Ray Tracing Renderer
A Three.js renderer which utilizes path tracing to render a scene with true photorealism. The renderer supports global illumination, reflections, soft shadows, and realistic environment lighting.
RayTracingRenderer is the early alpha stage of development. Features are incomplete and subject to change, and the renderer is unstable on certain hardware.
Or if you use npm, run
npm install ray-tracing-renderer
Ray Tracing Renderer relies on WebGL2, and any browser supporting WebGL2 also supports ES6. Thus, you should only use the ES5 build if the renderer inside your appliaction is optional, and your application must support older browsers.
As an HTML script
Ray Tracing Renderer requires Three.js, so make sure it is included in your html first. Then include,
You can then use the renderer in your app.
const renderer = ;
As a module
If you installed via npm, simply import the renderer as follows.
Or if you downloaded the renderer as a file,
The renderer can then be used in your app.
const renderer = ;
Ray Tracing Renderer serves as a drop-in replacement to Three.js's WebGLRenderer. By simply swapping renderers, you can get instant photorealistic lighting.
Ray Tracing Renderer runs on WebGL2, and does so by implementing a path tracing algorithm inside a shader. It supports arbitrary Three.js scenes, with some restrictions.
- Global illumination. Surfaces are illuminated with light reflected from every surface, not just manually placed light sources. This results in natural looking renders with realistic light bouncing and propagation.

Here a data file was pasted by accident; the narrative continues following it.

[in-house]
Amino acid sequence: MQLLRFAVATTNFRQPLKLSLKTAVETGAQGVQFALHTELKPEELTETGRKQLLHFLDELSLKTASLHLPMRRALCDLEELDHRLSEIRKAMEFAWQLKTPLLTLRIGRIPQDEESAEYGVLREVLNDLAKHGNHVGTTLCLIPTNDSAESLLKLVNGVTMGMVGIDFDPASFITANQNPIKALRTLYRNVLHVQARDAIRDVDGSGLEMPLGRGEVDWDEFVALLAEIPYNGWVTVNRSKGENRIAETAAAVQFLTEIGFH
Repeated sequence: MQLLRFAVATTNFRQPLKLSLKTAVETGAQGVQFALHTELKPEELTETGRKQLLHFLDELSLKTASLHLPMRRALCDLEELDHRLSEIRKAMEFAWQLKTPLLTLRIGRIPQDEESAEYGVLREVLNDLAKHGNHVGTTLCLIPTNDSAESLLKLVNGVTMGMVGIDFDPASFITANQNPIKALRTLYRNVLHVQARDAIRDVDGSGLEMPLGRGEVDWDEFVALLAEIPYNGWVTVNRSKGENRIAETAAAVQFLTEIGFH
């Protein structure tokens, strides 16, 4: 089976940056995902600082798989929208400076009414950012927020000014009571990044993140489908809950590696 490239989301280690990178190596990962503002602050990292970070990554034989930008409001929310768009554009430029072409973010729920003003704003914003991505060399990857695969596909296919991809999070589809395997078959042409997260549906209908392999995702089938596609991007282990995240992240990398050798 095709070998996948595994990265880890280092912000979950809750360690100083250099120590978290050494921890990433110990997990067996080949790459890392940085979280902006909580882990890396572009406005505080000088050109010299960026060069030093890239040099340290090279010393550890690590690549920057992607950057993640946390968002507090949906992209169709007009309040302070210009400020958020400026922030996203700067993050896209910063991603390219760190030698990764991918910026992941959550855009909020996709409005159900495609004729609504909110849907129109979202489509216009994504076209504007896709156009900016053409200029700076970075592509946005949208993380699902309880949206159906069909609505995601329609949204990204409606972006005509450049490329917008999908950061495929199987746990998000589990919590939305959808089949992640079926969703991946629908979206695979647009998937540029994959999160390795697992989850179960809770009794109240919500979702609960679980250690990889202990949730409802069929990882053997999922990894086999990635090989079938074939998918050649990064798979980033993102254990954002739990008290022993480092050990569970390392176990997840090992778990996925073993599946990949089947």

- Soft Shadows. Shadows are computed automatically without the need to configure shadow properties on Three.js's light sources. The resulting shadows are soft and true-to-life without any visual artifacts.
- Reflections. Shiny and metallic surfaces reflect their surroundings, greatly attributing to realism.
- Environment lighting. A new light type has been added which dynamically illuminates a scene entirely from an HDR environment map! Manually placed light sources are a thing of the past.
- Progressive rendering. Path tracing is a progressive method. This means that the more computation time that is spent on rendering, the better the resulting image looks. In order to render a high quality image, the camera must stay still for several seconds, as the render gradually improves. This is in stark contract to WebGLRenderer's method which is able to render a full quality image in one frame.
- Static geometry. A BVH acceleration structure is computed for the scene to speed up ray intersections. This computation can take several seconds when first initializing the renderer, and it must be recomputed whenever scene geometry moves or changes. Therefore only camera movement is supported in real-time.
For a more detailed guide on how to use the renderer, please read the User Guide .
We want to increase test coverage and maintanability of the repo. If you would like to contribute, take a look at the following and submit Pull Requests:
Take a look to this page with more details about submitting changes to the project.
This repository started as a side-project and the time we invest on it is limited. It may take us a few days to get back to you but please bring your ideas forward. We'll do our best to respond promptly.